Where’s the waste?
Michigan waste biomass energy inventory to support renewable energy development.
Animal manure, food processing wastes, municipal wastewater biosolids, pre and post-consumer food wastes, crop residuals and energy crops grown on nonproductive land can all serve as feedstocks for renewable energy production. The associated proven waste to resource technologies includes anaerobic digestion, gasification, direct combustion, ethanol synthesis and biodiesel production. These technologies are often a component of a comprehensive waste management system that provides environmental and nuisance protection. Extracting value from simple organic wastes containing the building blocks for life (carbon nutrients, and water) – is essential for sustainability.
Feedstocks derived from waste biomass are very diverse and widely distributed. To maximize the amount and reliability of energy production, significant waste sources must be identified. An effective inventory system is the first step in determining a waste’s potential to resource technology at a specific site. Such an inventory can also be mined to determine locations most suited for specific waste to resource technologies, especially when combined with simple, interactive algorithms to convert biomass to electricity or heat. With these locations identified, extension educators can target programming to communities and entrepreneurs to encourage studies on developing waste to resource facilities.
The new Michigan Waste Biomass Energy Inventory to Support Renewable Energy Development provides a waste biomass inventory for Michigan (Figure 1). This tool was developed by MSU’s Department of Biosystems and Agricultural Engineering and RS&GIS with primary funding from the State of Michigan Energy Office and MSU Anaerobic Digestion Research and Education Center.
To use the tool, a location and radius of interest is selected. The tool then returns the estimated quantity of waste biomass from the selected biomass waste databases. Other important information can be overlaid on the map including soil type, wetland locations, watershed boundaries and well head protection areas. Heat or electricity production at the site and within the radius selected can also be estimated for each of the waste to resource technologies previously listed. The basis for the estimates including the governing equations and assumptions are available in the Technical Appendix. A spreadsheet that allows complete manipulation of the equation and data input is also available. Further, the waste biomass databases have been mined to determine the best potential locations within the State for siting anaerobic digestions, gasification and direct combustion waste to energy technologies. These maps and the before mentioned technical appendix and spreadsheet are also available through the website.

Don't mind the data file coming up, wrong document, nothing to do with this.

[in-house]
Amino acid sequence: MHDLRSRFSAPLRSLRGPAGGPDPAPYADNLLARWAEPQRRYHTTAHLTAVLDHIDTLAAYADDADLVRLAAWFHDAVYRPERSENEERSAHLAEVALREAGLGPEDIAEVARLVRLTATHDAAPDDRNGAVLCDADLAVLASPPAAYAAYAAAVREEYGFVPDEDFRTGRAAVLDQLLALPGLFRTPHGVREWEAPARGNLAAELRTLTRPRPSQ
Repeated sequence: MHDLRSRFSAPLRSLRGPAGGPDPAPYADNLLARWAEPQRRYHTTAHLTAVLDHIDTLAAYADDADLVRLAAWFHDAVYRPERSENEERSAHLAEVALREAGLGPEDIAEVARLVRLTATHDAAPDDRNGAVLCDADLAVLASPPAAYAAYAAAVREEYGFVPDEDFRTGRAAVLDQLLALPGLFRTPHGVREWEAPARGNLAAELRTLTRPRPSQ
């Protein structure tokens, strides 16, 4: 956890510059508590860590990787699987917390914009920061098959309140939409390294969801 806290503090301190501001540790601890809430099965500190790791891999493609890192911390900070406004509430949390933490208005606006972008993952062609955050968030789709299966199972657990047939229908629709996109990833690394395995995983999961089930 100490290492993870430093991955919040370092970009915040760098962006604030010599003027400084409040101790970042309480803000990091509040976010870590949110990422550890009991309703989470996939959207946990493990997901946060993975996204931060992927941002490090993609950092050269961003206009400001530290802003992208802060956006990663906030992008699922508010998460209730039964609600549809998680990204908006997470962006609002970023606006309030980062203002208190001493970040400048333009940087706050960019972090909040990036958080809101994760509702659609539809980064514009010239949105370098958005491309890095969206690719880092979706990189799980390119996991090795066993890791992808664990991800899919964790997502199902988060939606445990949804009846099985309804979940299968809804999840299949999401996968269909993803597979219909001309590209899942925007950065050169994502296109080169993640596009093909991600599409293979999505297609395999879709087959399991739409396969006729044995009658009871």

The development of a waste to energy technology, estimating the amount and energy potential of the waste biomass at the selected location is only the first step. If good potential exists to meet the developer’s objective, the availability, amount and willingness of the waste biomass producer to provide the waste must be verified. Thereafter, the suitability of the waste for the specific technology must be determined. Included are analyses of pertinent characteristics, energy potential calculations and potential laboratory studies to determine if measured values match those calculated. To obtain design and cost data, bench and pilot-scale testing may be required.
Photo: Screen shot of biomass layers overlaid on Michigan map
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